Tea is rich in antioxidant compounds called flavonoids, and these may be the
key to the beverage’s potential heart benefits, study co-author Dr. Kenei
Shimada of Osaka City University told Reuters Health.
For the study, the researchers used a special ultrasound method to gauge
“coronary flow velocity reserve” or CFVR. This reflects how much blood-flow
can speed up when demands are put on the heart, and paints a picture of the
healthiness of the coronary circulation.
Shimada’s team measured the CFVR of each of the men after they drank
either black tea or a caffeinated beverage, and found that it increased
significantly after the black tea.
“The results of this study suggest that black tea consumption has a
beneficial effect on coronary circulation,” the researchers report.
They speculate that the flavonoids in black tea improve the functioning of
the lining of the blood vessels, increasing how much the vessels dilate in
response to blood flow. Dysfunction in this lining, called the endothelium, is
one of the things that goes wrong as heart disease develops.
It’s not clear what the long-term implications of the findings on CFVR might
be, but Shimada said research has shown coronary flow reserve to be
related to heart disease risk.
Larger studies, particularly in people with coronary artery disease, are
needed to establish how tea affects the coronary circulation, the
researchers conclude.
American Journal of Cardiology, June 1, 2004
Tea and HIV
Tea May Offer Treatment to Fight HIV – Japan Study
by Christopher Doering
WASHINGTON (Reuters) – Japanese researchers said on Monday they had
discovered a molecule in tea that could block the spread of the AIDS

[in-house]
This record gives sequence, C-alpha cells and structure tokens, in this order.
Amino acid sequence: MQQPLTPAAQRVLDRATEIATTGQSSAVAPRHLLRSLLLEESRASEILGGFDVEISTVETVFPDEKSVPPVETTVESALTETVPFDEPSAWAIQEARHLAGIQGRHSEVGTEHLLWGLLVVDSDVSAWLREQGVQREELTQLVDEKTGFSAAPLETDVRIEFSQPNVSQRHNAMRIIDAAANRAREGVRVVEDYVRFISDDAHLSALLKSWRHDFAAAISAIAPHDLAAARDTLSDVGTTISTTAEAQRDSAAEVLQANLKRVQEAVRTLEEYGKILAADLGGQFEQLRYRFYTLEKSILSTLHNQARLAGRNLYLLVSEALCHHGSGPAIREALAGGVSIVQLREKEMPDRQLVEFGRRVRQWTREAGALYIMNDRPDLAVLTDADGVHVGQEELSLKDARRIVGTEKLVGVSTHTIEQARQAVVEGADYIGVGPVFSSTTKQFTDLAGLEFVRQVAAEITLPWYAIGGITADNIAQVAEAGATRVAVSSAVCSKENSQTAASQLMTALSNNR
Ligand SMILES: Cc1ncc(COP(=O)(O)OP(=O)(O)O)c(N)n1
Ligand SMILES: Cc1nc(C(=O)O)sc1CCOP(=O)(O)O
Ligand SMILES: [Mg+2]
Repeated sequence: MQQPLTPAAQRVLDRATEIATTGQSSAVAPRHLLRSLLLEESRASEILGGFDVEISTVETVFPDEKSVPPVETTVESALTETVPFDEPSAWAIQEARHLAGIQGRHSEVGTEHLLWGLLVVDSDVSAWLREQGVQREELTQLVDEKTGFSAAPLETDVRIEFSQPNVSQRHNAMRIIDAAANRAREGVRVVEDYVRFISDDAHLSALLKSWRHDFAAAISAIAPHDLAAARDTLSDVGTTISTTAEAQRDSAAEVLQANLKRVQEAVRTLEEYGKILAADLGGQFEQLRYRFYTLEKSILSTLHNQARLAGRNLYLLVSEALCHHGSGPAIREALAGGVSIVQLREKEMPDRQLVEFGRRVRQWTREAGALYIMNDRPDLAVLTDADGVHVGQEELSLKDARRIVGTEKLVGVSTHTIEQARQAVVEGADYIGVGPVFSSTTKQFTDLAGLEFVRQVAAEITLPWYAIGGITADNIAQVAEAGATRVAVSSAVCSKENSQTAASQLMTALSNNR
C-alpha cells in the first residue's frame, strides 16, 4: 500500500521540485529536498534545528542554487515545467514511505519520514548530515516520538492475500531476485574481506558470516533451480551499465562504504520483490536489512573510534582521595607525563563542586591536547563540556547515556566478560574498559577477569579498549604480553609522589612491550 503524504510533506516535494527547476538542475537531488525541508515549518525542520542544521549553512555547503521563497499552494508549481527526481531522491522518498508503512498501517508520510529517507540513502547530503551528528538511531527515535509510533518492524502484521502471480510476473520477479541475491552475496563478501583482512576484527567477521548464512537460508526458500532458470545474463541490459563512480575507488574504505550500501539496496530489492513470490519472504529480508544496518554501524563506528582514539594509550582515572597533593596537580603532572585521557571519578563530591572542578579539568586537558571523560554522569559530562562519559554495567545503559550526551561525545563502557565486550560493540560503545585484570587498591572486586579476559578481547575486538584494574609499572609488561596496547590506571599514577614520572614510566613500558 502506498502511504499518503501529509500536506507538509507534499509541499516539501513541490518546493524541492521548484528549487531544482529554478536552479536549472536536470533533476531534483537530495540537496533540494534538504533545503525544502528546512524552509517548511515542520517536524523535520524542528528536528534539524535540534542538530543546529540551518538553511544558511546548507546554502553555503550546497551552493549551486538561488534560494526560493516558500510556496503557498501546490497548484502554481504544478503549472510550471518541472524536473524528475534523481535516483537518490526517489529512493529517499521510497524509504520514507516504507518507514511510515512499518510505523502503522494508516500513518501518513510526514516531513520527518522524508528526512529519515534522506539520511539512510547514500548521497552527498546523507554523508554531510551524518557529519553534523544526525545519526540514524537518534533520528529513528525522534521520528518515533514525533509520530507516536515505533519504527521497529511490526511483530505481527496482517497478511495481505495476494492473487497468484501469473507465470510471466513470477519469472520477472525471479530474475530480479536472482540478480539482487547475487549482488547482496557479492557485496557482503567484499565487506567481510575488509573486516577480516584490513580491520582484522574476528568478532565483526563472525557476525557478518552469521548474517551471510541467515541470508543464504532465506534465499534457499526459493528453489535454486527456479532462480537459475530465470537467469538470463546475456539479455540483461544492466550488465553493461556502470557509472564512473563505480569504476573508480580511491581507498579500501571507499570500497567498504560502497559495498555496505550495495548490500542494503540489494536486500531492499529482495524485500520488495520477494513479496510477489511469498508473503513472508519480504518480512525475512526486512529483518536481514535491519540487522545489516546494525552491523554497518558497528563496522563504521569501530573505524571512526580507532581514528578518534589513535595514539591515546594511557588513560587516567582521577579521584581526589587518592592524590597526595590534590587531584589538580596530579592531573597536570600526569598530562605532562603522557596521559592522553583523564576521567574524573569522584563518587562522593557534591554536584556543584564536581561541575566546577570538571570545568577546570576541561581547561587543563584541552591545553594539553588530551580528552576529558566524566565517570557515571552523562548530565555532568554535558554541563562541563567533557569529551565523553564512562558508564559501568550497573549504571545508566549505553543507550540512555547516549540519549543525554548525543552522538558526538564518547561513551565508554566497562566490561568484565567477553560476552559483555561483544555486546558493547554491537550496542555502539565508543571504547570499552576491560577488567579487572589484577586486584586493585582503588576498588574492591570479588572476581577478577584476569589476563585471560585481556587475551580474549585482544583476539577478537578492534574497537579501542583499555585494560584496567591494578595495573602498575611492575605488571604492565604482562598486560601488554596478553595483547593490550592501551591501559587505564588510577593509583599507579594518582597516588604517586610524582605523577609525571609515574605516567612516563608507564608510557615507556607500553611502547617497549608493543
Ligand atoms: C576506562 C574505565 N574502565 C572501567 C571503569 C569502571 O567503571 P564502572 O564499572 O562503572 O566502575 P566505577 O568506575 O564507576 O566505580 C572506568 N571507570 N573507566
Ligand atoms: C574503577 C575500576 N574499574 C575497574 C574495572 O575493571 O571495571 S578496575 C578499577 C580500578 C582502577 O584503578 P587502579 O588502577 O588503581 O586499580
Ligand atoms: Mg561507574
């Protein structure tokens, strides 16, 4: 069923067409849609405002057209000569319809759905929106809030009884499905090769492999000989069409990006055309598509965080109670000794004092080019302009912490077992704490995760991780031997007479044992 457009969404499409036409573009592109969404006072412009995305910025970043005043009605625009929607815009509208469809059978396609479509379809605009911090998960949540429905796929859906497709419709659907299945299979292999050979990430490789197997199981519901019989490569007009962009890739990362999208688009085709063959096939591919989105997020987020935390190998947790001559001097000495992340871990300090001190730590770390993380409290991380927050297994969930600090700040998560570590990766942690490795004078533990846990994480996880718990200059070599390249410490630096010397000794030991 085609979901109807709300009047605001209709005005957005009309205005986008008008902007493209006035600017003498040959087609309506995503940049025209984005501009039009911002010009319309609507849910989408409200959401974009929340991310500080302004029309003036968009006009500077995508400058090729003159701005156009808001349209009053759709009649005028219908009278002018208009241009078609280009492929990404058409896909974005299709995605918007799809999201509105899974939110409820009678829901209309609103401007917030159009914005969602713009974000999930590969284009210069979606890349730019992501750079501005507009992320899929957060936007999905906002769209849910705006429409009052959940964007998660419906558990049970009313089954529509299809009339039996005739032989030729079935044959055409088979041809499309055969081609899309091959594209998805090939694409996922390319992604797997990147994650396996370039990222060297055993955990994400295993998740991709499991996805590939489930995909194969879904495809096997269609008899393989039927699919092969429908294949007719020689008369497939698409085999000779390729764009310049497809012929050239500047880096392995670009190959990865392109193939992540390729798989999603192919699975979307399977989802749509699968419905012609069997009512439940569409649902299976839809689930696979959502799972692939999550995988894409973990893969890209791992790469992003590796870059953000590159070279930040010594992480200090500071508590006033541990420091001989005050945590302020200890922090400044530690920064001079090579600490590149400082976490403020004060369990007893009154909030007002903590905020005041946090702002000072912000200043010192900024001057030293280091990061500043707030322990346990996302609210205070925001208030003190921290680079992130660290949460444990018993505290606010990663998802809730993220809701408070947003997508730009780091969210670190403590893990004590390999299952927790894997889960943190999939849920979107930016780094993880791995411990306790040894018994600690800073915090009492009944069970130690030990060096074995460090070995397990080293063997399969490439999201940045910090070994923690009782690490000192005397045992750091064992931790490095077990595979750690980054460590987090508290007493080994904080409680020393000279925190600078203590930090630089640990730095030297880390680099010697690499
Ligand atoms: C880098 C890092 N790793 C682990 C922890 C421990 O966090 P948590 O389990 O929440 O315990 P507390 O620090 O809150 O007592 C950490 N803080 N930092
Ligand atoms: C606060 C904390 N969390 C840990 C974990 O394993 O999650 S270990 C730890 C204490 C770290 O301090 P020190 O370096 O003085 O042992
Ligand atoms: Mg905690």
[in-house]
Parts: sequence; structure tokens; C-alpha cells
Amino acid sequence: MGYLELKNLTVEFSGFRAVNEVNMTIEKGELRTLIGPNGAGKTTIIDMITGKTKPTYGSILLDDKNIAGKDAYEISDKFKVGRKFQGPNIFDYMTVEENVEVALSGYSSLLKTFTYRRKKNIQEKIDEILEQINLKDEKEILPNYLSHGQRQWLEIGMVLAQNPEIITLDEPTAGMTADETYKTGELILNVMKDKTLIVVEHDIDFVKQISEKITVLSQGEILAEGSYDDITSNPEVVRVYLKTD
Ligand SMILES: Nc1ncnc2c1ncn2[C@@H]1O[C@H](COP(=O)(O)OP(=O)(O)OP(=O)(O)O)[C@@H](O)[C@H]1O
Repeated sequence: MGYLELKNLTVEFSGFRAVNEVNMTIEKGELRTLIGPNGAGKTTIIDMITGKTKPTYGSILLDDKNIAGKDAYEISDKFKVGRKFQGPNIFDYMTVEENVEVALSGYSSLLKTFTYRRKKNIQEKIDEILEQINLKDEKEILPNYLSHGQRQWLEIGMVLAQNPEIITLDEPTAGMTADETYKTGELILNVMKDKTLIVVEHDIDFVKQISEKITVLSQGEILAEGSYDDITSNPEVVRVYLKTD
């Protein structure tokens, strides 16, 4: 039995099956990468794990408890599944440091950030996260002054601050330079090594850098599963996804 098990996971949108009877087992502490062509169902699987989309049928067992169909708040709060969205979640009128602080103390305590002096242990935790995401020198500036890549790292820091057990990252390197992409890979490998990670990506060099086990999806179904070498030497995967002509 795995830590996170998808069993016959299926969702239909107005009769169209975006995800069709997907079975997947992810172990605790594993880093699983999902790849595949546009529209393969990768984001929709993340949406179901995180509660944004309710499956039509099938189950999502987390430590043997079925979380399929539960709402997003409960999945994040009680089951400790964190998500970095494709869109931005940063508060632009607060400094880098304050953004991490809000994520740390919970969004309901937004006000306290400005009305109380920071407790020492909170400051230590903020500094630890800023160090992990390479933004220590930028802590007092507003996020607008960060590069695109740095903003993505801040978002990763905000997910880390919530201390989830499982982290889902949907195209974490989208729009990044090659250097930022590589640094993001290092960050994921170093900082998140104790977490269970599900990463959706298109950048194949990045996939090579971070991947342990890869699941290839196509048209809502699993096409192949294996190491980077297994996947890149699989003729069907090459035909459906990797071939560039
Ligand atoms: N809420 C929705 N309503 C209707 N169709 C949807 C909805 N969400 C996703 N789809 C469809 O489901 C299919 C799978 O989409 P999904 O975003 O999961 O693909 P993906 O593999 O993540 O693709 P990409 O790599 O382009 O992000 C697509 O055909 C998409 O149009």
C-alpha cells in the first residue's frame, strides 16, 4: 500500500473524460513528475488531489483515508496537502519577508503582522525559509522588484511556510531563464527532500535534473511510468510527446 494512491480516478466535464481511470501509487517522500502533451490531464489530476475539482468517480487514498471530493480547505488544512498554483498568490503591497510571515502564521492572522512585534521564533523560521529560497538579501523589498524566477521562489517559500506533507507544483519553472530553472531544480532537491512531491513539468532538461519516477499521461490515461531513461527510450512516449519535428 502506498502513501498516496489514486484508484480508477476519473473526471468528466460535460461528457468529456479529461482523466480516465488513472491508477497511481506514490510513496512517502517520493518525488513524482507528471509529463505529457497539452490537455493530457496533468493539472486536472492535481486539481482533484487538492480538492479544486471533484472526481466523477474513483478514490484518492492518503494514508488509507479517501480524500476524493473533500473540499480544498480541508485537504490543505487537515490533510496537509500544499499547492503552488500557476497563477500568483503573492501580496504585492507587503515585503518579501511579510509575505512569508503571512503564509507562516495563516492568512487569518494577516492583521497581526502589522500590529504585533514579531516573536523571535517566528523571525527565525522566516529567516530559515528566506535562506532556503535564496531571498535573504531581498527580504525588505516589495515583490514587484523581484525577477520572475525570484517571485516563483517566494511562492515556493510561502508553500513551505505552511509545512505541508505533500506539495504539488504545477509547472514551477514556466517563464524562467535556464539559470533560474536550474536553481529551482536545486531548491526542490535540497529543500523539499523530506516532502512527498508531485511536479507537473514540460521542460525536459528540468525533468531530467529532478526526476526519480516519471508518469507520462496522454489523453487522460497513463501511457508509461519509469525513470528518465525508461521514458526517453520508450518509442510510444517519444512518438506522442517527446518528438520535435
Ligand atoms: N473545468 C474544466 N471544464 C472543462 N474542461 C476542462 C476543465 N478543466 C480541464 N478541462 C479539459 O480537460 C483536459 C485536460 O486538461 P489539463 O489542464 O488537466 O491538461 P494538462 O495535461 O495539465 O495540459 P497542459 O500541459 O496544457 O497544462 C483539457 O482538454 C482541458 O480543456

The lab findings could offer a novel way to combat the HIV infection by
preventing the virus from spreading throughout the body, scientists said.
Current treatments that target HIV fight the infection after it has spread.
Scientists at the University of Tokyo, led by Kuzushige Kawai, found a
compound called epigallocatechin gallate or EGCG, the element believed to contain most of the health benefits found in green tea, rapidly attaches to
the doorways that the AIDS virus uses to invade cells.
HIV prefers to infect cells called CD4 T-cells, and uses a molecular doorway
called the CD4 receptor to do so.
By bonding with the CD4 molecule first, EGCG effectively prevents the HIV
virus from attaching — at least in lab dishes.
“This potentially opens up an avenue for preventing HIV infections,” said Dr.
William Shearer, a professor at Baylor College of Medicine in Houston, who
wrote an editorial that accompanied the study. “Is there something here
that mother nature is trying to tell us?”
Writing in the Journal of Allergy and Clinical Immunology, the researchers
said they are still looking to explain why EGCG is attracted to CD4 molecule,
in the hope of making it work even better.
Earlier studies have showed that people who drink a lot of tea have lower
rates of cancer, heart disease and rheumatoid arthritis. In September, the
U.S. Department of Agriculture found people who drank black tea saw their